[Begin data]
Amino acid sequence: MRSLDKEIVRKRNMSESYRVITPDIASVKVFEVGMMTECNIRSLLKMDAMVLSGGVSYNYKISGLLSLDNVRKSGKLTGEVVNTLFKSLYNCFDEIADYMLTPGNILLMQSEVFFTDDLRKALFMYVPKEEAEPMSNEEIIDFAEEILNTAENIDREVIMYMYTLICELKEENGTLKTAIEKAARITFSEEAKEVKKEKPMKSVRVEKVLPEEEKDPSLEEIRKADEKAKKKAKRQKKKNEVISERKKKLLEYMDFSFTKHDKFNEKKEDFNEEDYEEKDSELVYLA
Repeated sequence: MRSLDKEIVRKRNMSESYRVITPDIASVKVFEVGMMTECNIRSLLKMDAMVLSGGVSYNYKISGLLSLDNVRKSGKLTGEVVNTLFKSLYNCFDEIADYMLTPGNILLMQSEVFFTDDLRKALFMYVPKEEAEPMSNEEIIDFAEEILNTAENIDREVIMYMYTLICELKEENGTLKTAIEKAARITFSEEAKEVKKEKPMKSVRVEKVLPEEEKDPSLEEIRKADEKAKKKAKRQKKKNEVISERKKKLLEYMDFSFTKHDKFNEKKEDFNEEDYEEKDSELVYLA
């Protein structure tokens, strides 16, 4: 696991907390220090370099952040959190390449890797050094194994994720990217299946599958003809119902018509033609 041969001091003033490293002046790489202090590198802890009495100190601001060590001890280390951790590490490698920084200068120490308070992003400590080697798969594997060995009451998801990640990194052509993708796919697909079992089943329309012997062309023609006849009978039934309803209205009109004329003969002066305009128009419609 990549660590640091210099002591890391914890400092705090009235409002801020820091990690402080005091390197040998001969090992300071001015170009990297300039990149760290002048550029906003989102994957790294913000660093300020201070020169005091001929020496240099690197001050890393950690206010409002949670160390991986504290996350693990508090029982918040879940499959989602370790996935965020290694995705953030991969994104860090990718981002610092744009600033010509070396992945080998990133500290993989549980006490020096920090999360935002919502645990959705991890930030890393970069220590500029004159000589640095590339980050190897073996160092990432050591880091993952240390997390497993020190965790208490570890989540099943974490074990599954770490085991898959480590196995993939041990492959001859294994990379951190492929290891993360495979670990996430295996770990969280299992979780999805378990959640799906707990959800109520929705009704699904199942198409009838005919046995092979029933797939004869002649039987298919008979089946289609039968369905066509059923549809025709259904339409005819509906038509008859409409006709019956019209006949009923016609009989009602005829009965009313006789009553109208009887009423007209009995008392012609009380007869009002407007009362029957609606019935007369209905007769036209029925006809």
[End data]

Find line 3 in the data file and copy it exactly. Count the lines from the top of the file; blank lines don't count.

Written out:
């Protein structure tokens, strides 16, 4: 696991907390220090370099952040959190390449890797050094194994994720990217299946599958003809119902018509033609 041969001091003033490293002046790489202090590198802890009495100190601001060590001890280390951790590490490698920084200068120490308070992003400590080697798969594997060995009451998801990640990194052509993708796919697909079992089943329309012997062309023609006849009978039934309803209205009109004329003969002066305009128009419609 990549660590640091210099002591890391914890400092705090009235409002801020820091990690402080005091390197040998001969090992300071001015170009990297300039990149760290002048550029906003989102994957790294913000660093300020201070020169005091001929020496240099690197001050890393950690206010409002949670160390991986504290996350693990508090029982918040879940499959989602370790996935965020290694995705953030991969994104860090990718981002610092744009600033010509070396992945080998990133500290993989549980006490020096920090999360935002919502645990959705991890930030890393970069220590500029004159000589640095590339980050190897073996160092990432050591880091993952240390997390497993020190965790208490570890989540099943974490074990599954770490085991898959480590196995993939041990492959001859294994990379951190492929290891993360495979670990996430295996770990969280299992979780999805378990959640799906707990959800109520929705009704699904199942198409009838005919046995092979029933797939004869002649039987298919008979089946289609039968369905066509059923549809025709259904339409005819509906038509008859409409006709019956019209006949009923016609009989009602005829009965009313006789009553109208009887009423007209009995008392012609009380007869009002407007009362029957609606019935007369209905007769036209029925006809």